Suffering – What It Takes, What It Gives

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Image – NY Times
 “I do not believe that sheer suffering teaches. If suffering alone taught, then the entire world would be wise since everyone suffers. To suffering must be added mourning, understanding, patience, love, openness and the willingness to remain vulnerable.”         ~ Anne Morrow Lindbergh, 1973

The couch’s middle cushion dipped as I settled into it at Quaker Meeting. It was the first Sunday of the month, so I anticipated just ten minutes of silence before we’d be directed into worship-sharing. This practice is much like silent meeting for worship, except that the leader poses queries, or questions, for participants to respond to. Out of the quiet, we speak from our own experience, listen deeply and lovingly without commenting, and allow silence between sharings. That day, the worship-sharing leader invited us to respond to any or all of the following queries:

  • How and when do we differentiate between alleviating suffering of others and/or empowering them to find their own way?
  • Is being present or bearing witness enough?
  • What is your experience with suffering? What has it taken from you and what has it given you?

I closed my eyes, resumed my centering breaths, and focused on suffering. As typically happens when I ponder such themes, my thoughts bounced like kernels in a popcorn popper. I quieted them as others spoke, nearly every message resonating. I nodded as someone talked of the importance of being present to those who are suffering, and another suggested we can’t take others’ suffering away. One spoke of awareness that her lifestyle, even as simple as she tries to keep it, contributes to the suffering of other people. More sharing rang true to my own experience: there are ways to give physical help that will ease the suffering of others; our thoughts also affect suffering; recognition of suffering among other species; and the burden of thinking we’re responsible for others’ suffering.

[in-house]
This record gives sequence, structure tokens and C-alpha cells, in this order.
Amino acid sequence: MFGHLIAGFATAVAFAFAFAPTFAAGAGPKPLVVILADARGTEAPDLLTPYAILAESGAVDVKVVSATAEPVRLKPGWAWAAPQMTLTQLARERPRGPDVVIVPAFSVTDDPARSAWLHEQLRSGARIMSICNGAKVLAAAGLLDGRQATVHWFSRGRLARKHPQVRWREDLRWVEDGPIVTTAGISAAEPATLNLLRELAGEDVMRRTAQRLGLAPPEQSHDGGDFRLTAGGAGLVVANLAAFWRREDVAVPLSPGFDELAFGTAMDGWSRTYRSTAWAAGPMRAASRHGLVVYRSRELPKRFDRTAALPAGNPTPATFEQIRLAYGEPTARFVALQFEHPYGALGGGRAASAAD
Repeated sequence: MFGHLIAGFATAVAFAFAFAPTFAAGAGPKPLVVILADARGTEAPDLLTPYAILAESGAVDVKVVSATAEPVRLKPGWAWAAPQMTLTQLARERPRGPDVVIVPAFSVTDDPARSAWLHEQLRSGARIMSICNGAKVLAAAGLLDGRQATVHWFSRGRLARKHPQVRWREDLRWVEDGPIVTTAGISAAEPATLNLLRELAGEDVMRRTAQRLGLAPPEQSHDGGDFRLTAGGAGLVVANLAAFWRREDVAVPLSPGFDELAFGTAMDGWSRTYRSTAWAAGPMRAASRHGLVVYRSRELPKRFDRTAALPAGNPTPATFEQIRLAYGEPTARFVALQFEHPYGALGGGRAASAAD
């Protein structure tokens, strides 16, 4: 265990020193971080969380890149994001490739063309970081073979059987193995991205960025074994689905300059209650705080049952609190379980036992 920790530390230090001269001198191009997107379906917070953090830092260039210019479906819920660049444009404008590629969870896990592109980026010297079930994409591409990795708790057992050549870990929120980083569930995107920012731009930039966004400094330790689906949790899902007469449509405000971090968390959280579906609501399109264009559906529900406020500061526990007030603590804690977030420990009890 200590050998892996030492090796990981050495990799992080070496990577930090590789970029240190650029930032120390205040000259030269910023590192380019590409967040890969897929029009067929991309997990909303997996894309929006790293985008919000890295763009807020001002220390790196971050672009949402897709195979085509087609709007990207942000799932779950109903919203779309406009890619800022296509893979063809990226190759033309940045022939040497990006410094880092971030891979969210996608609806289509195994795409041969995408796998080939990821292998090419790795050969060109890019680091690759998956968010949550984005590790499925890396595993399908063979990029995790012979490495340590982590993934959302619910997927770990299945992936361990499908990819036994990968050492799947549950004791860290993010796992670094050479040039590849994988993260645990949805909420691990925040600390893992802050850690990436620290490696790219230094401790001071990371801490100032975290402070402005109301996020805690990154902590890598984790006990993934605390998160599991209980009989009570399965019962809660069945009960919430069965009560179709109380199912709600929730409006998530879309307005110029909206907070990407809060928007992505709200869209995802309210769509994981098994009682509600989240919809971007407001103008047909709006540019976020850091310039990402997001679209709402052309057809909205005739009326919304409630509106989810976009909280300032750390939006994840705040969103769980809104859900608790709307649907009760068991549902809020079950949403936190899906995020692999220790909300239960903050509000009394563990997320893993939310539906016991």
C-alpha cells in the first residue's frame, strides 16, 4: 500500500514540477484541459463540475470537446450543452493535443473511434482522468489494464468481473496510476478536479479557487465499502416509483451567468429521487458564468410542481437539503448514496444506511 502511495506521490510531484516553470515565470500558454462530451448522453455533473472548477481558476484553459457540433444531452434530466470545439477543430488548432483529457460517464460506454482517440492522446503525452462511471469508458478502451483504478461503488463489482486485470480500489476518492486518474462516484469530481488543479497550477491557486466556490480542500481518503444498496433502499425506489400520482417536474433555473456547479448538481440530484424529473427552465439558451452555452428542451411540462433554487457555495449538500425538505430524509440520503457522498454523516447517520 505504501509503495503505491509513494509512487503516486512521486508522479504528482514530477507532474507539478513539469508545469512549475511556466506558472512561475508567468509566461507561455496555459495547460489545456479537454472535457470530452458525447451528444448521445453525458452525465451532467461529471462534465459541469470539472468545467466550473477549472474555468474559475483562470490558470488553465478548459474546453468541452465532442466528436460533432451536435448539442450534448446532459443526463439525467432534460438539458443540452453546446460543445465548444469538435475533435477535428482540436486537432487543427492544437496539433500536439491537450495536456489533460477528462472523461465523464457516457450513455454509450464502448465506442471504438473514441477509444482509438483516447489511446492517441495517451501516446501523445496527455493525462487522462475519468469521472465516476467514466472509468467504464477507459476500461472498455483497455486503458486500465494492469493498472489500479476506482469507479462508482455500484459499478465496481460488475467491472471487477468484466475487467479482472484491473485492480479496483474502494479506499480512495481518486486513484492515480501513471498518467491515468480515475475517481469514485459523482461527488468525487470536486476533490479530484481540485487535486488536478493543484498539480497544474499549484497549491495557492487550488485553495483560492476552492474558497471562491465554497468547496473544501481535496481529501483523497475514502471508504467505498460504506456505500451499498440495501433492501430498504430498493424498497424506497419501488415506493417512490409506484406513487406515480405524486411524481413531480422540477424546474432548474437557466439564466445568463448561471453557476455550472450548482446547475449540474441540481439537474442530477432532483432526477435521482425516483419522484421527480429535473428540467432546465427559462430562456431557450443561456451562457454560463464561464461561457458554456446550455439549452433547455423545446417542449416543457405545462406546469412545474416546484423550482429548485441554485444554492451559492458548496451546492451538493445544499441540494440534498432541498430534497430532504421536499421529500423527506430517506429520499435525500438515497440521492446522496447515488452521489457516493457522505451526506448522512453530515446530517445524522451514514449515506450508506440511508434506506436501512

I thought of my own experience with suffering, reflecting on the premature deaths of my father, stepfather, and several close friends. I thought back to other losses, times of uncertainty about my work, and feelings of failure. Those memories led me to explore the questions about what suffering has taken from me and what it has given me. I breathed in, cleared my throat, and spoke of how suffering crumbled my naiveté and eroded my trust that everything would be okay. And once I became aware that my choices about where I live, how I spend, and what I eat often bring suffering to other people, species, and the planet, I couldn’t return to denying my privilege or my complicity.

And there have been gifts. My own hardships, plus awareness of others’ distress, have fostered compassion. When compassion arises, I can open myself to Spirit and to what it is I’m to do. I strive to eliminate the goal of doing “enough.” I know I can never do enough, that I can’t bring an end to the suffering I witness. Instead, I seek clarity about what it is I can bring to a situanorwegian-angel-abstract-digital-art-fractal-circletion or a person and then endeavor to be faithful to that, rather than to an outcome.

As I shared these thoughts, I recognized that these experiences of adversity create a circle—when I act with compassion, I enter into others’ suffering, which in turn fosters compassion. I’m grateful for that, even though many days I wish this cycle didn’t work this way.

But it seems to be the way it is. And it’s why I value my spiritual community, because none of us can do this alone.

 

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Doing Hope